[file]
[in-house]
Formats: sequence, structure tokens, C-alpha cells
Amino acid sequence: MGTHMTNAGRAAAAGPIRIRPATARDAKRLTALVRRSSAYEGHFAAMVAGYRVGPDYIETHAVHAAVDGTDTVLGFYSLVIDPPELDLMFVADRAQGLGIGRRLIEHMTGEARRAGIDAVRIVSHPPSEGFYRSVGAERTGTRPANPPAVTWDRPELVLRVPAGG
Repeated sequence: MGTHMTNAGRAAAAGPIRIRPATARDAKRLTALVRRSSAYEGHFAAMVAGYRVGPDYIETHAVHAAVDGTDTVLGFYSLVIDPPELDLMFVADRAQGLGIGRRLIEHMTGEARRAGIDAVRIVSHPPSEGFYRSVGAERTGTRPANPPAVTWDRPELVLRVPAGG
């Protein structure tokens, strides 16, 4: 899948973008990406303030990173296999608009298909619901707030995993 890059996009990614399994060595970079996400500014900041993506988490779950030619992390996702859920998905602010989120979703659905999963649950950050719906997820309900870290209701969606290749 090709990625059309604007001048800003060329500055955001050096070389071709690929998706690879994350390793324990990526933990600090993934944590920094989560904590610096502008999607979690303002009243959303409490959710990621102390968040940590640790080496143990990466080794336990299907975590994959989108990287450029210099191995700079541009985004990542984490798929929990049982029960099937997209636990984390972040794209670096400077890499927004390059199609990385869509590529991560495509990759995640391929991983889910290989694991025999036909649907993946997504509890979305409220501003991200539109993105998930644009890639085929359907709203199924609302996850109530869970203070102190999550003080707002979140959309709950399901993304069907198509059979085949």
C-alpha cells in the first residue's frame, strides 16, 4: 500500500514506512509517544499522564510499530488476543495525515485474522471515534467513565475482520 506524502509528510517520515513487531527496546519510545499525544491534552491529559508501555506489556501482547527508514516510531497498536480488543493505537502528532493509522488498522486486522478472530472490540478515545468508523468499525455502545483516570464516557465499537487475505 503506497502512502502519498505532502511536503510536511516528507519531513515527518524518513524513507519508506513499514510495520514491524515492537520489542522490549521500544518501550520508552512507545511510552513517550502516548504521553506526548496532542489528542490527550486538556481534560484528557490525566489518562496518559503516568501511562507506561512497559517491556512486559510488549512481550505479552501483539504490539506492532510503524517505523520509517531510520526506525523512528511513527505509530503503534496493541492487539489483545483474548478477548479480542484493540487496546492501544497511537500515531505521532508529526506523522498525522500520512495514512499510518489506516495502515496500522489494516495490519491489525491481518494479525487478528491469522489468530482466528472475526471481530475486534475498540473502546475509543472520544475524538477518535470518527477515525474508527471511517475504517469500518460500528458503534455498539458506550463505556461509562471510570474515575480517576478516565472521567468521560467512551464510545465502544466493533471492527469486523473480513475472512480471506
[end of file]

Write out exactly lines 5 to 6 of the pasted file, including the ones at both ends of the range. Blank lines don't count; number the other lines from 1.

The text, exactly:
């Protein structure tokens, strides 16, 4: 899948973008990406303030990173296999608009298909619901707030995993 890059996009990614399994060595970079996400500014900041993506988490779950030619992390996702859920998905602010989120979703659905999963649950950050719906997820309900870290209701969606290749 090709990625059309604007001048800003060329500055955001050096070389071709690929998706690879994350390793324990990526933990600090993934944590920094989560904590610096502008999607979690303002009243959303409490959710990621102390968040940590640790080496143990990466080794336990299907975590994959989108990287450029210099191995700079541009985004990542984490798929929990049982029960099937997209636990984390972040794209670096400077890499927004390059199609990385869509590529991560495509990759995640391929991983889910290989694991025999036909649907993946997504509890979305409220501003991200539109993105998930644009890639085929359907709203199924609302996850109530869970203070102190999550003080707002979140959309709950399901993304069907198509059979085949």
C-alpha cells in the first residue's frame, strides 16, 4: 500500500514506512509517544499522564510499530488476543495525515485474522471515534467513565475482520 506524502509528510517520515513487531527496546519510545499525544491534552491529559508501555506489556501482547527508514516510531497498536480488543493505537502528532493509522488498522486486522478472530472490540478515545468508523468499525455502545483516570464516557465499537487475505 503506497502512502502519498505532502511536503510536511516528507519531513515527518524518513524513507519508506513499514510495520514491524515492537520489542522490549521500544518501550520508552512507545511510552513517550502516548504521553506526548496532542489528542490527550486538556481534560484528557490525566489518562496518559503516568501511562507506561512497559517491556512486559510488549512481550505479552501483539504490539506492532510503524517505523520509517531510520526506525523512528511513527505509530503503534496493541492487539489483545483474548478477548479480542484493540487496546492501544497511537500515531505521532508529526506523522498525522500520512495514512499510518489506516495502515496500522489494516495490519491489525491481518494479525487478528491469522489468530482466528472475526471481530475486534475498540473502546475509543472520544475524538477518535470518527477515525474508527471511517475504517469500518460500528458503534455498539458506550463505556461509562471510570474515575480517576478516565472521567468521560467512551464510545465502544466493533471492527469486523473480513475472512480471506